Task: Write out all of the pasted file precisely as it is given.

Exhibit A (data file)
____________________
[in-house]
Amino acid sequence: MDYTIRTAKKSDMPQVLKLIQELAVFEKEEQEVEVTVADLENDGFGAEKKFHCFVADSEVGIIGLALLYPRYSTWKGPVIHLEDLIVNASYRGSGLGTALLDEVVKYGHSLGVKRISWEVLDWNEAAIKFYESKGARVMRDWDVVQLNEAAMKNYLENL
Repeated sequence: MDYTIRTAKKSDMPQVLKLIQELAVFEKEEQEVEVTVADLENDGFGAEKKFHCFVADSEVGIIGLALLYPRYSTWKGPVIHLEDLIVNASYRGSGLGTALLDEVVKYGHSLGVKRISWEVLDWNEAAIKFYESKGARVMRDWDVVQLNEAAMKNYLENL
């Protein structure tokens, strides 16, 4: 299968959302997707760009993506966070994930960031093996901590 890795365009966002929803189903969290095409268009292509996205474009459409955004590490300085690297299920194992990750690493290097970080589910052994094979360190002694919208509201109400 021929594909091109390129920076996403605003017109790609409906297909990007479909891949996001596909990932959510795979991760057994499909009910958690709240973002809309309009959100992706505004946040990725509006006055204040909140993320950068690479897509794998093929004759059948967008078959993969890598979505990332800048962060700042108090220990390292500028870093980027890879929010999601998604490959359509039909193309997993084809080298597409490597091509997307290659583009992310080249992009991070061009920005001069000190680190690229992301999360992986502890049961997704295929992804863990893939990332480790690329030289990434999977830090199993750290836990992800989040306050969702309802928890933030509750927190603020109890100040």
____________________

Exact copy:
[in-house]
Amino acid sequence: MDYTIRTAKKSDMPQVLKLIQELAVFEKEEQEVEVTVADLENDGFGAEKKFHCFVADSEVGIIGLALLYPRYSTWKGPVIHLEDLIVNASYRGSGLGTALLDEVVKYGHSLGVKRISWEVLDWNEAAIKFYESKGARVMRDWDVVQLNEAAMKNYLENL
Repeated sequence: MDYTIRTAKKSDMPQVLKLIQELAVFEKEEQEVEVTVADLENDGFGAEKKFHCFVADSEVGIIGLALLYPRYSTWKGPVIHLEDLIVNASYRGSGLGTALLDEVVKYGHSLGVKRISWEVLDWNEAAIKFYESKGARVMRDWDVVQLNEAAMKNYLENL
């Protein structure tokens, strides 16, 4: 299968959302997707760009993506966070994930960031093996901590 890795365009966002929803189903969290095409268009292509996205474009459409955004590490300085690297299920194992990750690493290097970080589910052994094979360190002694919208509201109400 021929594909091109390129920076996403605003017109790609409906297909990007479909891949996001596909990932959510795979991760057994499909009910958690709240973002809309309009959100992706505004946040990725509006006055204040909140993320950068690479897509794998093929004759059948967008078959993969890598979505990332800048962060700042108090220990390292500028870093980027890879929010999601998604490959359509039909193309997993084809080298597409490597091509997307290659583009992310080249992009991070061009920005001069000190680190690229992301999360992986502890049961997704295929992804863990893939990332480790690329030289990434999977830090199993750290836990992800989040306050969702309802928890933030509750927190603020109890100040």